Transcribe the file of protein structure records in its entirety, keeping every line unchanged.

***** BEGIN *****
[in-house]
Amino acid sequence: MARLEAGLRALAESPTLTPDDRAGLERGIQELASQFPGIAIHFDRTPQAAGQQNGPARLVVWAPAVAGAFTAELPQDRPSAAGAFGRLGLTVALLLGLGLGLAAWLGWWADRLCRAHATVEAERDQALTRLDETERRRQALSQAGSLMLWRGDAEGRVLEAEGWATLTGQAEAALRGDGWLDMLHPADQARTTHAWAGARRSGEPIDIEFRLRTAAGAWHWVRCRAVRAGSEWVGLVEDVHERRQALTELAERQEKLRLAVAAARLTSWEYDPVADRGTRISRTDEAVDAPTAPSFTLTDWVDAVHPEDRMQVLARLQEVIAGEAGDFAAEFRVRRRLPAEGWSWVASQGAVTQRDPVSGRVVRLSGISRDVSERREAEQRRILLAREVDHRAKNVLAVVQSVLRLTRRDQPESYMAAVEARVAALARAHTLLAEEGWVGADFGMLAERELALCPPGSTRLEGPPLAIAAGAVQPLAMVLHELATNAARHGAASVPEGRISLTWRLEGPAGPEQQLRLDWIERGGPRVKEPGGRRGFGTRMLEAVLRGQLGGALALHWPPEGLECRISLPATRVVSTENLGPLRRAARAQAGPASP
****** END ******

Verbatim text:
[in-house]
Amino acid sequence: MARLEAGLRALAESPTLTPDDRAGLERGIQELASQFPGIAIHFDRTPQAAGQQNGPARLVVWAPAVAGAFTAELPQDRPSAAGAFGRLGLTVALLLGLGLGLAAWLGWWADRLCRAHATVEAERDQALTRLDETERRRQALSQAGSLMLWRGDAEGRVLEAEGWATLTGQAEAALRGDGWLDMLHPADQARTTHAWAGARRSGEPIDIEFRLRTAAGAWHWVRCRAVRAGSEWVGLVEDVHERRQALTELAERQEKLRLAVAAARLTSWEYDPVADRGTRISRTDEAVDAPTAPSFTLTDWVDAVHPEDRMQVLARLQEVIAGEAGDFAAEFRVRRRLPAEGWSWVASQGAVTQRDPVSGRVVRLSGISRDVSERREAEQRRILLAREVDHRAKNVLAVVQSVLRLTRRDQPESYMAAVEARVAALARAHTLLAEEGWVGADFGMLAERELALCPPGSTRLEGPPLAIAAGAVQPLAMVLHELATNAARHGAASVPEGRISLTWRLEGPAGPEQQLRLDWIERGGPRVKEPGGRRGFGTRMLEAVLRGQLGGALALHWPPEGLECRISLPATRVVSTENLGPLRRAARAQAGPASP